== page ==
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Toivola, M., Napari, I. & Vehkamäki, H. 2009: Structure of water–sulfuric acid clusters from molecular dynamics simulations. Boreal Env. Res. 14: 654–661.
Abstract
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Vaattovaara, P., Petäjä, T., Joutsensaari, J., Miettinen, P., Zaprudin, B., Kortelainen, A., Heijari, J., Yli-Pirilä, P., Aalto, P., Worsnop, D. R. & Laaksonen, A. 2009: The evolution of nucleation- and Aitken-mode particle compositions in a boreal forest environment during clean and pollution-affected new-particle formation events. Boreal Env. Res. 14: 662–682.
Abstract
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Yli-Juuti, T., Riipinen, I., Aalto, P. P., Nieminen, T., Maenhaut, W., Janssens, I. A., Claeys, M., Salma, I., Ocskay, R., Hoffer, A., Imre, K. & Kulmala, M. 2009: Characteristics of new particle formation events and cluster ions at K-puszta, Hungary. Boreal Env. Res. 14: 683–698.
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Aurela, M., Lohila, A., Tuovinen, J.-P., Hatakka, J., Riutta, T. & Laurila, T. 2009: Carbon dioxide exchange on a northern boreal fen. Boreal Env. Res. 14: 699–710.
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Dal Maso, M., Hari, P. & Kulmala, M. 2009: Spring recovery of photosynthesis and atmospheric particle formation. Boreal Env. Res. 14: 711–721.
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Hakola, H., Hellén, H., Tarvainen, V., Bäck, J., Patokoski, J. & Rinne, J. 2009: Annual variations of atmospheric VOC concentrations in a boreal forest. Boreal Env. Res. 14: 722–730.
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Ilvesniemi, H., Levula, J., Ojansuu, R., Kolari, P., Kulmala, L., Pumpanen, J., Launiainen, S., Vesala, T. & Nikinmaa, E. 2009: Long-term measurements of the carbon balance of a boreal Scots pine dominated forest ecosystem. Boreal Env. Res. 14: 731–753.
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Kulmala, L., Grönholm, T., Laakso, L., Keronen, P., Pumpanen, J., Vesala, T. & Hari, P. 2009: Pressure responses of portable CO2 concentration sensors. Boreal Env. Res. 14: 754–760.
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Kolari, P., Kulmala, L., Pumpanen, J., Launiainen, S., Ilvesniemi, H., Hari, P. & Nikinmaa, E. 2009: CO2 exchange and component CO2 fluxes of a boreal Scots pine forest. Boreal Env. Res. 14: 761–783.
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Lallo, M., Aalto, T., Hatakka, J. & Laurila, T. 2009: Hydrogen soil deposition in northern boreal zone. Boreal Env. Res. 14: 784–793.
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Porcar-Castell, A., Peñuelas, J., Owen, S. M., Llusià, J., Munné-Bosch, S. & Bäck, J. 2009: Leaf carotenoid concentrations and monoterpene emission capacity under acclimation of the light reactions of photosynthesis. Boreal Env. Res. 14: 794–806.
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Rinne, J., Bäck, J. & Hakola, H. 2009: Biogenic volatile organic compound emissions from the Eurasian taiga: current knowledge and future directions. Boreal Env. Res. 14: 807–826.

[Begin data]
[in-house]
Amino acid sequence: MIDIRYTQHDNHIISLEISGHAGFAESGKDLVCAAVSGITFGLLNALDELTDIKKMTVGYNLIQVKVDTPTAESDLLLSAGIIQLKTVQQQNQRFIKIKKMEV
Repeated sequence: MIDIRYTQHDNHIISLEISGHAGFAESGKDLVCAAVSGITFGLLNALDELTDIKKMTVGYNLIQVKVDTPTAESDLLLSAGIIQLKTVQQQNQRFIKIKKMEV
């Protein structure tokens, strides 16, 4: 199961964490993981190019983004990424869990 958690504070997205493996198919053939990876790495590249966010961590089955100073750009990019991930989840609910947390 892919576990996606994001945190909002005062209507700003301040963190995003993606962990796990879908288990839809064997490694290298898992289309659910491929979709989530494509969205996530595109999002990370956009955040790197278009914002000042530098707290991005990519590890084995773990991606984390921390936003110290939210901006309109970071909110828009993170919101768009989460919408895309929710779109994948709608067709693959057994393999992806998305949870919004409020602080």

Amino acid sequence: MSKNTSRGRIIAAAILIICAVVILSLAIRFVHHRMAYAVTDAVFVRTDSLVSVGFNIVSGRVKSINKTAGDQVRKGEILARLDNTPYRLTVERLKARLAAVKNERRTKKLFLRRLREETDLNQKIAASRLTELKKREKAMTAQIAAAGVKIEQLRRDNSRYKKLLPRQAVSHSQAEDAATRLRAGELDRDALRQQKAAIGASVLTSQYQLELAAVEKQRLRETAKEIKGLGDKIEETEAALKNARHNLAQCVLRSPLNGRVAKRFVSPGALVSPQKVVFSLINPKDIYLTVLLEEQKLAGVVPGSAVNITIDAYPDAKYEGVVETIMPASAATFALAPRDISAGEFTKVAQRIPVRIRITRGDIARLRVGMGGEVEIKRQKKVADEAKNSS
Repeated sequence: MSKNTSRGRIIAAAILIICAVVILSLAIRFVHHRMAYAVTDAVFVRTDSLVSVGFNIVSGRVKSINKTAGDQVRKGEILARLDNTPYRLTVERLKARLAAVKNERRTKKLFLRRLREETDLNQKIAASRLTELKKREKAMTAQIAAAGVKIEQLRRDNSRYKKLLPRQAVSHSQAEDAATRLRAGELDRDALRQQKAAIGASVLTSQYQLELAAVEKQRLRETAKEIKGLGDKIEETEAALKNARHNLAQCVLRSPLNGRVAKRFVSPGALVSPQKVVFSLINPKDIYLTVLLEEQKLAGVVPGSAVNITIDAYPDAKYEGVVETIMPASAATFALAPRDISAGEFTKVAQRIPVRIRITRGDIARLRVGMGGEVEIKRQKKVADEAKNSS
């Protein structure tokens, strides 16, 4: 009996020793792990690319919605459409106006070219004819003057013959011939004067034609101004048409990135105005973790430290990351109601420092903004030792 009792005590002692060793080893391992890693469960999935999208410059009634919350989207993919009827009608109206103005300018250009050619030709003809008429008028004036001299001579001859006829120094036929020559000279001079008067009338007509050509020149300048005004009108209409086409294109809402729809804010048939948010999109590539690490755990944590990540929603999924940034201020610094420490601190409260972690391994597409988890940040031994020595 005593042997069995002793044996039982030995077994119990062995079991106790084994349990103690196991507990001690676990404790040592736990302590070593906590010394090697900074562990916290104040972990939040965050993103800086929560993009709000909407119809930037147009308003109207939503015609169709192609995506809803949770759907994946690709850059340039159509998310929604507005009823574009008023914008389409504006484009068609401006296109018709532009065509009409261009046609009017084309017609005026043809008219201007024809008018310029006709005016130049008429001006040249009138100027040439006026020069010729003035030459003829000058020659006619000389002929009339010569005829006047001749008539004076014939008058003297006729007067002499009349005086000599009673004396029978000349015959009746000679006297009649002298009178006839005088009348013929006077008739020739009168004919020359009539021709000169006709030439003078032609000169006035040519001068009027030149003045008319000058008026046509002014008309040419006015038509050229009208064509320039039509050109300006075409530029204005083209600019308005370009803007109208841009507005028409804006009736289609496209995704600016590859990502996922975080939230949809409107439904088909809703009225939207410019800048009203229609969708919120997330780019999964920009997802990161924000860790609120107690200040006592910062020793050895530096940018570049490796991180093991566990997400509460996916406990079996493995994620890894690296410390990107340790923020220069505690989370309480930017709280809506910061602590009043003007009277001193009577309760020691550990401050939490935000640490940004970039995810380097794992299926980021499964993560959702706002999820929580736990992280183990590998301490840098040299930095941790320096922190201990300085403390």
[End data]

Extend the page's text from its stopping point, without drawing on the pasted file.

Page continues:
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Hari, P., Andreae, M. O., Kabat, P. & Kulmala, M. 2009: A comprehensive network of measuring stations to monitor climate change. Boreal Env. Res. 14: 442–446.

The atmospheric CO2 concentration and temperature have been rather stable at the time scale of millennia, although rather large variations have occurred during longer periods. The extensive use of fossil fuels and destruction of forests have recently increased the atmospheric CO2 concentrations. Temperature and circulation of water on the globe are reacting to the increase in the atmospheric CO2 concentration. Mankind urgently needs knowledge on the present climate change and on its effects on living nature. We propose that a network of comprehensive measuring stations should be constructed, utilizing modern technology to provide documentation of the climate change and data for research related to it. To be able to cover spatial and temporal variations, a hierarchy of stations is needed.
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Junninen, H., Lauri, A., Keronen, P., Aalto, P., Hiltunen, V., Hari, P. & Kulmala, M. 2009: Smart-SMEAR: on-line data exploration and visualization tool for SMEAR stations. Boreal Env. Res. 14: 447–457.

Smart-SMEAR is an interface to visualize the data measured at the SMEAR II station in Hyytiälä, Finland. It is designed to be an additional tool for data mining and a simple tool for working together with trace gas and aerosol data, meteorological parameters and air mass back-trajectories, including numerous point sources. The web tool acts as an interface to the station database which can be reached with only few mouse clicks. The tool provides an overview of such a complicated dataset. The database contains all the data from the start of continuous SMEAR II measurements in 1996 until today. Here, we present also some examples of how to use Smart-SMEAR. We present examples of one typical atmospheric nucleation event day, one local pollution event with low photochemical activity, and one long-range-transport pollution day coupled with local pollution events with strong solar radiation. Smart-SMEAR, together with its search engine Smart-Search, has proven to be an efficient tool for studying atmospheric chemistry and atmospheric aerosol dynamics.